Monitoring Progress in Schoology

I spent time this week working my way through Monica Burns’ new book #FormativeTech: Meaningful, Sustainable, and Scalable Formative Assessment with technology.

In this book, Burns’ writing meets the needs any educator, be it the new teacher wanting to get a handle on the importance of formative assessment, the teacher new to technology looking to leverage the power of apps, or the teacher who sees themselves seasoned in both formative assessment and technology’s power to get feedback from his or her students.

I’m leaving this book with this thought: We cannot talk about formative assessment enough. According to Fisher and Frey, we need to engage in formative assessment every five to ten minutes (qtd. in Burns loc. 246). I’m staggered by this.

As I’ve written about before in my blog, as a technology integrator, I’m working to find ways to continue to use the tools we know how to use to do the things we want, rather than find new tools that we have to learn, purchase, and use with students. At Canandaigua, we’re continually finding new ways to put Schoology to use to help us with this.

Below is a short Tech Tip I made to help teachers see how we can use Schoology as a formative assessment tool when working with them on long-term projects.

It’s no new news that to use technology effectively, it needs to be driven by solid pedagogical objectives. When I said, above, that we can’t spend enough time talking about formative assessment, I mean it. We can help teachers see the power in tools like Schoology, Schoology assessment, Kahoot, Quizziz, Recap, Mentimeter by reminding them that constant check-in with students is necessary.



Inform CA!


It’s been a busy couple of weeks in English 103. Kids have been making Google Sites to inform on issues, creating ads to bring traffic to those sites, and building surveys to collect information from peers on those issues. Yesterday, the project went live and public. Ads were posted in our school’s central atrium, for ease of access for the eighty-plus students in this class, and at the same time, opened these sites and surveys to the entire faculty and student body.

My motivation for this project


Details About the Process

At the start, we told students that they had to create a web-site to inform peers about an important problem within the issues they were researching, that they would have to make an ad, and develop a survey to collect opinions of the peers on these issues. I’ve found in this project, those first days are the challenge as there are a lot of pieces for students to digest.

To keep things organized, all of the content and resource material are housed in Schoology. While we put these materials in as a series of steps, students jumped around between tasks and steps as they needed to. Little direction instruction was given. Instead, students watch videos, completed readings, and as teacher, I walked around to provide assistance and answer questions. If you look below, you’ll see the layout.

informca schoology

This project was done by students over the course of 2 weeks. We originally aimed for a week and a half, but students needed time.


Below are some pictures of ads that students created.



Reflections and Future


Cilantro & a Reading Round-up

Several books have come across my desk that I’d like to write about briefly.

The first is Beyond Literary Analysis by Allision Marchetti (@allisonmarchett) and Rebekah O’Dell (@RebekahODell1).

As I’ve written about these writers and what I’ve learned from them in the past on this blog, particularly around infographics. I’m a huge fan of their work and the Moving Writers blog. When I learned that they were writing a book about literary analysis, I flipped.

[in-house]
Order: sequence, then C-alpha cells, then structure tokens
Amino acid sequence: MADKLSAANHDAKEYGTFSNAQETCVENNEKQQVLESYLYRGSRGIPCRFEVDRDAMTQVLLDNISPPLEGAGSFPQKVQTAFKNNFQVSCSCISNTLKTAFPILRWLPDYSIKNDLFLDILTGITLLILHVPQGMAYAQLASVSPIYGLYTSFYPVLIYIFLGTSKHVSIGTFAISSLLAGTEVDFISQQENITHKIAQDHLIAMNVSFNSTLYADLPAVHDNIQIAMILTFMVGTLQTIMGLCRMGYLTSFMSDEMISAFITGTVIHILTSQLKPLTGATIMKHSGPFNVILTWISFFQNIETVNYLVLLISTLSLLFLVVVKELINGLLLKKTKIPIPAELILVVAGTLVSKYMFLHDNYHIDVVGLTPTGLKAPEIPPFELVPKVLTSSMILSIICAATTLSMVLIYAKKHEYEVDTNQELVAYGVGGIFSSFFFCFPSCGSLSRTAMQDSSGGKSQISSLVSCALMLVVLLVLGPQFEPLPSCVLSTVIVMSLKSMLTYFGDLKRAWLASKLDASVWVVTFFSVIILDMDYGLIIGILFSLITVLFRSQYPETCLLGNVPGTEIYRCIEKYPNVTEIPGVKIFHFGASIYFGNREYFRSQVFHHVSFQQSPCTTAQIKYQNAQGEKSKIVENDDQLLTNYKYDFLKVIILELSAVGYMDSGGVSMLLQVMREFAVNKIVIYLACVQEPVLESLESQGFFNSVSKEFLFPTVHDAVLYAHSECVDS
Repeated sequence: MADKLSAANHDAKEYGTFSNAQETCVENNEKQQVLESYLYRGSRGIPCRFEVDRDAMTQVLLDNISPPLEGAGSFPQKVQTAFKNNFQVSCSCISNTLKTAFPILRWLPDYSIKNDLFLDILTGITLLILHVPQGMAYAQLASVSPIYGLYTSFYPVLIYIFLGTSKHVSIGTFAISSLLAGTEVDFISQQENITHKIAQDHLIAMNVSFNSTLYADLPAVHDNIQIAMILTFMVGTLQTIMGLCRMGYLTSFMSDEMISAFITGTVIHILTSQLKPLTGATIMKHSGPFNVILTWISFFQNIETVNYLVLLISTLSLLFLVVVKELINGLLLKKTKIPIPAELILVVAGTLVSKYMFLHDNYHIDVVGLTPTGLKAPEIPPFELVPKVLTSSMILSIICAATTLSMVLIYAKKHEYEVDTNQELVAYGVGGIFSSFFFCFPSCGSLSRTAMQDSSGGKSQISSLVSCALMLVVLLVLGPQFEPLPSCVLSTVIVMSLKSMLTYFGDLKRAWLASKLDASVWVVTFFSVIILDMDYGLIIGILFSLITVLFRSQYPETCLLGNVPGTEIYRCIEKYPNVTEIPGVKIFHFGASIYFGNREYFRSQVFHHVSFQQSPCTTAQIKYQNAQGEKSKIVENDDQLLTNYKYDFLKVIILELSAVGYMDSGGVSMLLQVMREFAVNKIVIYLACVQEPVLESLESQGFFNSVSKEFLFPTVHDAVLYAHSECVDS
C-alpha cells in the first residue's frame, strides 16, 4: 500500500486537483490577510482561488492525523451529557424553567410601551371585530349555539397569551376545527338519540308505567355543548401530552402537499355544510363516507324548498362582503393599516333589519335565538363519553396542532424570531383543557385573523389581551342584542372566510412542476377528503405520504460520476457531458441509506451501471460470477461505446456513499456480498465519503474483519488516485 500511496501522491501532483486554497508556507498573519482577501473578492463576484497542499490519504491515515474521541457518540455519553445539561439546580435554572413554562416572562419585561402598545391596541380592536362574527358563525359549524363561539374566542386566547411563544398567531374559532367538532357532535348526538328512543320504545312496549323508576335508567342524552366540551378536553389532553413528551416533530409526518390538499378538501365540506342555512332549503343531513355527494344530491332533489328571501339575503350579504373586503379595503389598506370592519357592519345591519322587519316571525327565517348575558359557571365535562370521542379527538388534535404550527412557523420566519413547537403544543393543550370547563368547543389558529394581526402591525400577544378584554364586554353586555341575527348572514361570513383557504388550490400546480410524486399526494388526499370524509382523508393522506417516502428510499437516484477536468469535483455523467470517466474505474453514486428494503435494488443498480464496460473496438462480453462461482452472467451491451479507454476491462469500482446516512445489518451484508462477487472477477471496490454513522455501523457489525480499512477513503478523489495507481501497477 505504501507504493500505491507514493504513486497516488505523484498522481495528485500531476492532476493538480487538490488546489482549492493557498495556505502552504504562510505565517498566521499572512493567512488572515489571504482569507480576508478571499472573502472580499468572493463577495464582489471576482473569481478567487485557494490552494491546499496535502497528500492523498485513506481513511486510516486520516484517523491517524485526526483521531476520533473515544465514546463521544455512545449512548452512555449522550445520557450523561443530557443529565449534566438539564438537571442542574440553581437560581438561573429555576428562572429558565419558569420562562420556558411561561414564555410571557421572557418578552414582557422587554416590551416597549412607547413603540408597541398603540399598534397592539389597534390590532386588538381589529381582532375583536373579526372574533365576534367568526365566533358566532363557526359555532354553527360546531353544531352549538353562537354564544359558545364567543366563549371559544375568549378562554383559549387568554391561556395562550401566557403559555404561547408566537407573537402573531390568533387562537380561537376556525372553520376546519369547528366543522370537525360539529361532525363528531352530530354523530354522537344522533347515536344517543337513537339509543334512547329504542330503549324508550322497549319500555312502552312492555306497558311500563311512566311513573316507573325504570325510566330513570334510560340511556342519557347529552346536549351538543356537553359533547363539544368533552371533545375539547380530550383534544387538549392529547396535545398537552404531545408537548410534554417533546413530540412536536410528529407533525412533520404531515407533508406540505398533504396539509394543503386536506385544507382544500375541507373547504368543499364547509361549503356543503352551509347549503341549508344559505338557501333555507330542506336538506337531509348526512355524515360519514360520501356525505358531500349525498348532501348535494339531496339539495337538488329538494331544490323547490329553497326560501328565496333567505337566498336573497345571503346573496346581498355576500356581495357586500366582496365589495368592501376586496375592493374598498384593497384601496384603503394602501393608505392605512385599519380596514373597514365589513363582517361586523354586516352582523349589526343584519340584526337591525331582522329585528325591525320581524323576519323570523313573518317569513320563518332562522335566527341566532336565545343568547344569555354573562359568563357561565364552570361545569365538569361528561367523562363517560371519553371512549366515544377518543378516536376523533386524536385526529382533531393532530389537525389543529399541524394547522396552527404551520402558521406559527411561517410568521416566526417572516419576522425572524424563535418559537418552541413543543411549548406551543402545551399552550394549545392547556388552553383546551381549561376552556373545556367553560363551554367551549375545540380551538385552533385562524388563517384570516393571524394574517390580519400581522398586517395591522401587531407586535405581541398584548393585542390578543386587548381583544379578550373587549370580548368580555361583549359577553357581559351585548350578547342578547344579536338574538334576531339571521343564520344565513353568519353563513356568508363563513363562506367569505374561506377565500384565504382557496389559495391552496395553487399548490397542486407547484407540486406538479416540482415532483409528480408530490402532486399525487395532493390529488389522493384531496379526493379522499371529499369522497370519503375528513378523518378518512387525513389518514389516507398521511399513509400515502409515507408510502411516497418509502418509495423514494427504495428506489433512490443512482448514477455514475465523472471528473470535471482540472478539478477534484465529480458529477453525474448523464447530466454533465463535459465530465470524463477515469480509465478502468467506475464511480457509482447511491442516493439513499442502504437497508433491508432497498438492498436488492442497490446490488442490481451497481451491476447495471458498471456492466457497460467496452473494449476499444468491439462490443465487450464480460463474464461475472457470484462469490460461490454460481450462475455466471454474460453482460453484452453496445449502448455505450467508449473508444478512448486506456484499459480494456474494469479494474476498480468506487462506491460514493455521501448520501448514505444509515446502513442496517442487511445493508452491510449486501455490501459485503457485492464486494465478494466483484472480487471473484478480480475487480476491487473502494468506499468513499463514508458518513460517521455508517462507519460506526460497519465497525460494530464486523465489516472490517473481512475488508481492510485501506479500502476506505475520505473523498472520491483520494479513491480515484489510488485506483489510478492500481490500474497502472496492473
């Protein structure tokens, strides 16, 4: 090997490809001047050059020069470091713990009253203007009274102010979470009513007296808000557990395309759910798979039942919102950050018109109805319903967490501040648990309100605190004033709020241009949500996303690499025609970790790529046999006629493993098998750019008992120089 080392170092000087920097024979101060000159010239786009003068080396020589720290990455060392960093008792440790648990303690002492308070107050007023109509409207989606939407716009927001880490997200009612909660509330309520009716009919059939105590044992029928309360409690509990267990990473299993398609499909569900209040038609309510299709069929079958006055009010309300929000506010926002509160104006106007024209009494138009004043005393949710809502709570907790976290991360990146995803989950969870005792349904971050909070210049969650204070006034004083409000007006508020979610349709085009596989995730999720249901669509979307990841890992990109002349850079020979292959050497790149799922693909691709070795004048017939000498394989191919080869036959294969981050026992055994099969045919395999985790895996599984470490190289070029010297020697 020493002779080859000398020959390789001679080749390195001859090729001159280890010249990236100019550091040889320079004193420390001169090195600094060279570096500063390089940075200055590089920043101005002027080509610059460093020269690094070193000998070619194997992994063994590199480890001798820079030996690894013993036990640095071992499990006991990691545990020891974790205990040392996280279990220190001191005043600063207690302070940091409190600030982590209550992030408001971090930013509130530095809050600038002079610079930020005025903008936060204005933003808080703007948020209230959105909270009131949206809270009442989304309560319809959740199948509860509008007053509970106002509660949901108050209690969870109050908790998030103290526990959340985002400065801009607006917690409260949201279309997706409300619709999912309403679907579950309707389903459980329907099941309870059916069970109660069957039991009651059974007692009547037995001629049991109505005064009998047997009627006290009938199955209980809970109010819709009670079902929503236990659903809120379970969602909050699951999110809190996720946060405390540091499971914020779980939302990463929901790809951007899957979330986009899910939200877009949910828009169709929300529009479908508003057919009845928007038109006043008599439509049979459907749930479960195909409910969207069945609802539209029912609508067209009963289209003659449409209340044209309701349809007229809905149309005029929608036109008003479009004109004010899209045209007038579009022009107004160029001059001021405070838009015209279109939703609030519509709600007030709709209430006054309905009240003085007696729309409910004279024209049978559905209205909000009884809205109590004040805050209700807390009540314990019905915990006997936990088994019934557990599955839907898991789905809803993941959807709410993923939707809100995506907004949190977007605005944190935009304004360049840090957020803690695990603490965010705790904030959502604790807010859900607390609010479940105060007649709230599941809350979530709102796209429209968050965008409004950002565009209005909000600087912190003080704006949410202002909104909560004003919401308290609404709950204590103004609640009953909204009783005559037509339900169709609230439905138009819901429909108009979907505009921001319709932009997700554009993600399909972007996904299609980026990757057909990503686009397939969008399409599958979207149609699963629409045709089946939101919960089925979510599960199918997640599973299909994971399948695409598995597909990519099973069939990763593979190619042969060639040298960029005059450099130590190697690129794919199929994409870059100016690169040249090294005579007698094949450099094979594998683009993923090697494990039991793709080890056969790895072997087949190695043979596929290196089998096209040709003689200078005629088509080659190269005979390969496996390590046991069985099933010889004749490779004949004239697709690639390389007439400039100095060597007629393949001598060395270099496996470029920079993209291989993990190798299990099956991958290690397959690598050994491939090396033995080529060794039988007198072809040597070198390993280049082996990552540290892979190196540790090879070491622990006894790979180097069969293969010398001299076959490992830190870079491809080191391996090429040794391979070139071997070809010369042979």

After over twenty-one years as an English teacher, most of the them teaching courses like AP Literature, English 102, and IB English Literature HL, I’m starting to feel pretty spent teaching literary analysis and explication.

Knowing that their book was coming, I had a feeling that I’d be rewarded in the reading, and be given ways to breath new life into analysis for students and for myself. That feeling proved true when the book arrived and I dove in. Full disclosure, I started the book on the beaches of Playa Mujeres, just north of Cancun in Mexico during winter break. I wasn’t going to work over break, but I just had to read this book. In writing my review I might be experiencing  a strange synthesisia of white pages, good writing, sunscreen and cilantro.

If you are familiar with Marchetti and O’Dell’s work you know that they preach the gospel of the mentor text. Not familiar? Well, the concept is simple enough. Have students read the work of professional writers, identify the moves made by these writers, and work to replicate it in their own work. Makes sense, no?

Beyond Literary Analysis is broken into three main sections, making for clear reading when reading from cover to cover, but if you are looking to surf the book, each section provides distinct information.

First, Marchetti and O’Dell redefine analysis into 4 simple parts.

Second, this book is practical. They focus on the common issues found when working with the four parts of analyssi in student writing, provide a chart of these issues, and then activities for each of these issues.

Here is an example of such a chart:


Each of the exercises or protocols to improve writing is described on a later page.

In the third part of the book, there’s a close look at specific analysis assignment with different kinds of texts.

Throughout the book, these writers give lots of examples of student work and the moves that writers can make. Excellent models to use when working with students.

I’ll be honest. This is a book that I’ll reread over the summer, and put into action next year. While certainly, the strategies provided can be a savior when you are looking for dealing with a problem tomorrow, what I love about these writers is that they approach the concept of mentor texts as an entire driving philosophy that makes for good writing program. My IB kids are 5 weeks away from examining. We’re engaging in full on-slaught exam prep, so looking at analysis in NPR blogs or Radio lab podcasts isn’t where I’m going to focus my energy. Still, these teachers give us a way of approaching a curriculum and working with students over months.